I remember gasping out loud while reading a dystopian novel when I realized that their “world” didn’t have color. (Not naming the novel so as to not ruin it for others.) It is hard to imagine a world without color.

Several years ago I noticed that my front garden featured mostly blue/purple/pink hues, so I set out adding some yellow and orange. Now along with flax, salvia, and penstemons (blues/purples/pinks), I have yarrow (yellow), blanket flower (yellow/orange), daylilies (yellow), and coral and orange penstemons. It’s a crazy cottage-garden jumble since I  let perennials re-seed without too much discipline.


There isn’t anything particularly wrong about a garden focused on one palette, but I do love the variety of pops of different hues.

This spring, I noticed that the planting area around my cherry tree next to the driveway off our alley featured mostly white. The cherry tree blooms are white. And the hyacinths are white because that’s the color of the extra bag my neighbor gave me. However, the white tulips were not necessarily intentional. But now I wonder – perhaps keeping this little white garden provides an interesting color study of its own? I had penciled in some light pink tulips to add to that area this fall, but now I’m not sure – maybe an all white section of the garden is a respite from the riot of color I seem to feature in other areas.

I started writing this blog a few days ago, noticing the beautiful variety of colors in my garden. But I wasn’t quite ready to finish the blog. I was pondering whether or not there was any deeper meaning in my hunger for color. This time of year I am feasting on the variety and abundance of blossoms – roses, peonies, flax, penstemon, salvia, fleabane, blanket flower, daylilies, yarrow, honeysuckle, feverfew, ice plant – the list goes on! I can’t get enough of the rich palette.


Yet I am also aware that I can’t store up the color and blossoms for another season. And with the early heat we have experienced in Colorado, even the color of this season seems fleeting as the roses quickly bloom and wilt. Oh, I can preserve some flowers; I will definitely dry some lavender when it starts blooming. But there are seasons of color and abundance in the garden, and there are seasons of dormancy and brown. This time of year I wander through my garden every day to see what new treasure has unfolded. But in November, December, and January, I struggle to enjoy the shades of brown and beige, and delight in a dried red berry on a shrub. Why even think of that season right now?

Well, depression has certainly been in the news lately. My family, like many, has been impacted by suicides in our family story. And I experience some seasonal depression.

I think part of my hunger for color and beauty is an attempt to store up some reserves in my soul for the dormant season. But that’s not really how it works, I have to find the beauty and meaning in each day, because left on my own, my stores are so quickly depleted.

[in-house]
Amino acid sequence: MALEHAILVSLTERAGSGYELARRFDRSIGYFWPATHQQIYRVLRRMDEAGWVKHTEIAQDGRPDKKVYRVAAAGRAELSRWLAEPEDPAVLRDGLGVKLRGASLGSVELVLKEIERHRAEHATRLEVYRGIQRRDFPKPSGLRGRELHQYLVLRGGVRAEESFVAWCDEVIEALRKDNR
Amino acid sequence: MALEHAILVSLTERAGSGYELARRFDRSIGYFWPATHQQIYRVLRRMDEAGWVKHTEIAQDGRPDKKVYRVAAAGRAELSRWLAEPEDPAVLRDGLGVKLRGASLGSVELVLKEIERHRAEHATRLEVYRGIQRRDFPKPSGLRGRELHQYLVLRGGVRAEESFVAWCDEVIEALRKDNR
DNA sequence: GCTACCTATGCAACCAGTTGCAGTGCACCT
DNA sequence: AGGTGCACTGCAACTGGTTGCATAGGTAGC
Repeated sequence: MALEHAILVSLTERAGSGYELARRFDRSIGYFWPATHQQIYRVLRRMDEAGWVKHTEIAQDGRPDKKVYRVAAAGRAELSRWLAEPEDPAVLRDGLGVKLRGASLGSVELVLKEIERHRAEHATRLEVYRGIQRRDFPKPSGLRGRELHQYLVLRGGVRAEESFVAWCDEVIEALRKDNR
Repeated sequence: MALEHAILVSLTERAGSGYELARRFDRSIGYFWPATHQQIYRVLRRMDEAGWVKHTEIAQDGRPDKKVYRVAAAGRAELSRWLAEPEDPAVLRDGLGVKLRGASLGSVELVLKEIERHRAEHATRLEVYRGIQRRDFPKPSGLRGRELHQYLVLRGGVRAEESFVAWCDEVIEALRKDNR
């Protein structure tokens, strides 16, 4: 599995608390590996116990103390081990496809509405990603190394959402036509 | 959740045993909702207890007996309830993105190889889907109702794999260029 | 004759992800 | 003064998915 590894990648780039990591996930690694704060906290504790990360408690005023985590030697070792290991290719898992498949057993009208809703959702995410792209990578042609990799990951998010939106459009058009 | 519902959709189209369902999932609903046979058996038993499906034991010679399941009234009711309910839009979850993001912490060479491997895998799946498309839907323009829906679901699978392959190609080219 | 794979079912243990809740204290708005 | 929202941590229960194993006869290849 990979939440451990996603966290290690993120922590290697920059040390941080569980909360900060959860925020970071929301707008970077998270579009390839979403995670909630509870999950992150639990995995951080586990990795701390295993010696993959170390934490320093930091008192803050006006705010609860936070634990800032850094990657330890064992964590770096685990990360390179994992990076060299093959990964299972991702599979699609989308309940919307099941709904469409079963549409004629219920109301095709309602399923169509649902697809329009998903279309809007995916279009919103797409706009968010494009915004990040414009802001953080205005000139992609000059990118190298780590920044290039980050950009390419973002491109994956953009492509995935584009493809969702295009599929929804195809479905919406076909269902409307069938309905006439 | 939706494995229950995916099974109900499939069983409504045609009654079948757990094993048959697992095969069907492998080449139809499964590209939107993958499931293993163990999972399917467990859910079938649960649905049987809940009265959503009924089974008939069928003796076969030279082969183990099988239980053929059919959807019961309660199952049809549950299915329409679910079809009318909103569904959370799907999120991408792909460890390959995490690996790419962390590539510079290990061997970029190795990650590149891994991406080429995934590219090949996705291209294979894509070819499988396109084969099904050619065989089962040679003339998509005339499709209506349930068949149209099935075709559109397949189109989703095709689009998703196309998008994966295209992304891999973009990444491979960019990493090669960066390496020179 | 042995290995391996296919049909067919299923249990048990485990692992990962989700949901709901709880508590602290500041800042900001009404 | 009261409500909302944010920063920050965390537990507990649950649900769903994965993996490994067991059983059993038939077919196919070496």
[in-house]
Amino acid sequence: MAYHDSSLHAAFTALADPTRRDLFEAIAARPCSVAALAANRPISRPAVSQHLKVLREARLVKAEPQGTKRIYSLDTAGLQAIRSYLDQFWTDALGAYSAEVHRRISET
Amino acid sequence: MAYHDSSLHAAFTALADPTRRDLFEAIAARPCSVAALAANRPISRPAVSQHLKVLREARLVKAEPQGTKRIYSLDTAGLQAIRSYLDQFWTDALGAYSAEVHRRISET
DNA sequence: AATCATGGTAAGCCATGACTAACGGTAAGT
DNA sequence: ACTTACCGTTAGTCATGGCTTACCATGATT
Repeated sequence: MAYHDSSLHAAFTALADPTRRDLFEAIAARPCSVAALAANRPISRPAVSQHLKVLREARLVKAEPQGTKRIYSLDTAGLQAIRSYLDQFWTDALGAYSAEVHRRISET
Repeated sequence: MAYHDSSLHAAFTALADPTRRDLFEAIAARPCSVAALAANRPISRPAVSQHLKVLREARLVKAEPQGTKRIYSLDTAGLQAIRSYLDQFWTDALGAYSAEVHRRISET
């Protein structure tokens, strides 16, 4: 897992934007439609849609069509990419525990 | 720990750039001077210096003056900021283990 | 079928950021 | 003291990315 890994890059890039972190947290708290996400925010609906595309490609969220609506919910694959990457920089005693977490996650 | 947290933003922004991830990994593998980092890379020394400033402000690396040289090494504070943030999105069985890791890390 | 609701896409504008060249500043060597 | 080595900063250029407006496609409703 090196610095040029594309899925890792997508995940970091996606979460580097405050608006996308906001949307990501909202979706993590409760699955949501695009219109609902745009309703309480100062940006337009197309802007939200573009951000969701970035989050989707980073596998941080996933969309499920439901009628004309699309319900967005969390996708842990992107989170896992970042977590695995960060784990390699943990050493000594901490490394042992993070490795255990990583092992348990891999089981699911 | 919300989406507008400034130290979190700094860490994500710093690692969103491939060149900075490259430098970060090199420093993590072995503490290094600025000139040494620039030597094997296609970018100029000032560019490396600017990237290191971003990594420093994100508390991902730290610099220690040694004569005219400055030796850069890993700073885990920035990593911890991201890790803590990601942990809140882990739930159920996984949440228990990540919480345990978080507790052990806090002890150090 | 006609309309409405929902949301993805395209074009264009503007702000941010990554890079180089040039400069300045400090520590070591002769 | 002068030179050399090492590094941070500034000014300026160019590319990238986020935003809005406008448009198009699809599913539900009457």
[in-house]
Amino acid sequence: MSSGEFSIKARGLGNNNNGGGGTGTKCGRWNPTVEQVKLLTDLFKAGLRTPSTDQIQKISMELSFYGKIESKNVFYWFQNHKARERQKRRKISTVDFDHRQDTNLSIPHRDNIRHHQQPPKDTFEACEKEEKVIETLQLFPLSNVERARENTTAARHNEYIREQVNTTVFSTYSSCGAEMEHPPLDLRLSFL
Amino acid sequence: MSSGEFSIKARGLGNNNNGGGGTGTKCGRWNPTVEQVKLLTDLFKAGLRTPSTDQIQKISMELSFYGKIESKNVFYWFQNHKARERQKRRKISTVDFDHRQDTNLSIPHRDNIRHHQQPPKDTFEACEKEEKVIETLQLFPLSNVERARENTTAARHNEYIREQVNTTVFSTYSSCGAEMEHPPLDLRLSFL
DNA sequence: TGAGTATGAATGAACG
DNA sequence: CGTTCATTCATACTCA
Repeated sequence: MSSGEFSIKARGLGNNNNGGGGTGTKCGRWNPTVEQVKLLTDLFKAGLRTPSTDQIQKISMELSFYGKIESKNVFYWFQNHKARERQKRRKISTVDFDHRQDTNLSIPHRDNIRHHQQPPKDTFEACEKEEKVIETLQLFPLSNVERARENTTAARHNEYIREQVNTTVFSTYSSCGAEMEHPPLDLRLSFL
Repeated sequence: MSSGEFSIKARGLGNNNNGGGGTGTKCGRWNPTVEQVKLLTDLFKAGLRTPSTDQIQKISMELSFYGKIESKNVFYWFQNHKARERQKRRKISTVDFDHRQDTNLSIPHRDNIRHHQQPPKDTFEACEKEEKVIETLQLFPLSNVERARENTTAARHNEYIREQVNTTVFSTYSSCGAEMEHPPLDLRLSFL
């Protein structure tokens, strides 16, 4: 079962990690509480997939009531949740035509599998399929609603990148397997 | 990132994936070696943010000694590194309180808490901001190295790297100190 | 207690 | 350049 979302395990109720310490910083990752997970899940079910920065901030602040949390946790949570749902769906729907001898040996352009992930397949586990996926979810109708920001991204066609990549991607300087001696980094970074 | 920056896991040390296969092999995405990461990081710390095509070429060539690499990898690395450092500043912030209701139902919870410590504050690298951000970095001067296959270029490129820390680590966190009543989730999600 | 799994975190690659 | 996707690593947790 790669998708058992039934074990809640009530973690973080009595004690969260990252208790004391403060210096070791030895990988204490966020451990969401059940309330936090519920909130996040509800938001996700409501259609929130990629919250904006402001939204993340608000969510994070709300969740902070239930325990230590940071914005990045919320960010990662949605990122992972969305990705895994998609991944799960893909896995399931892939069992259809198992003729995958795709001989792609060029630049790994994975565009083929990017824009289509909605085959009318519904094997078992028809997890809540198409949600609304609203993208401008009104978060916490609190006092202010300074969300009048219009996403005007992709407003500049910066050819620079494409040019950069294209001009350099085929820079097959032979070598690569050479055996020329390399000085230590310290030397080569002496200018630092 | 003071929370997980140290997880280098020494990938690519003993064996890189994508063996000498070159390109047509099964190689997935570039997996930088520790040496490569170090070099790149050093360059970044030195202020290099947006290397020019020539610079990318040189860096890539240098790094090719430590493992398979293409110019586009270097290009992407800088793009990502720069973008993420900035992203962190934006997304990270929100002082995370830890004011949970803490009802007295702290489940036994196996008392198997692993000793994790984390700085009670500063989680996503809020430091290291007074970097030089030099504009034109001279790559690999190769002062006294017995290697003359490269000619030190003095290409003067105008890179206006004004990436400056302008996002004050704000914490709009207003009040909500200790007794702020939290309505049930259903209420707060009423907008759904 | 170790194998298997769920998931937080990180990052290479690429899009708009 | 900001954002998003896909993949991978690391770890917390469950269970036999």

The progression of blooms in my garden can provide some enjoyment for each day of the summer and into the fall. But if my hope is in temporal beauty, it will fade and die. There has to be some deeper source of daily hope, beyond what I see in the natural world.

Today at church, the message focused on the amazing truth that God’s Spirit lives within us, as followers of Jesus. A mystical, hard-to-explain promise – that we are never truly alone, even if our feelings tell us otherwise.

As I consider my present joy, and wonder about how fleeting it may seem, I contrast that with the gray season of lament. Recently I read this from a Michael Guinan, (OFM), a Franciscan:

Lament is not a failure of faith, but an act of faith. We cry out directly to God because deep down we know that our relationship with God counts; it counts to us and it counts to God.

Embracing color and beauty is perhaps a cry for something more in my soul.

In the garden, I experience a little taste of the knowledge that I was created to desire what is good and lovely, even as my human experience is at times broken and gray. So I greedily soak up each moment of the glory of June. And I know that in this season I can be grateful to the Creator for sending the Spirit to live within me. Then, when the season of lament and lack of color comes, I can cry out to God, as an act of faith, knowing he is near, even when I am unable to see the colors.

One thought on “Color

  1. WHITE will always be my favorite color, but sadly is not always the right color for the garden. It works well around here, in the shade of the redwoods; but did not work so well on my former home in town. It was outfitted primarily with bright yellow and orange, although the small atrium on the side was all white. Yellow, orange and the earthy colors that go with just happened to fit the rather plain building. My neighbor happened to be an artist, so knows all about color. It really looked pretty back then, but I can not believe that I enjoyed so much yellow and orange as much as I did.


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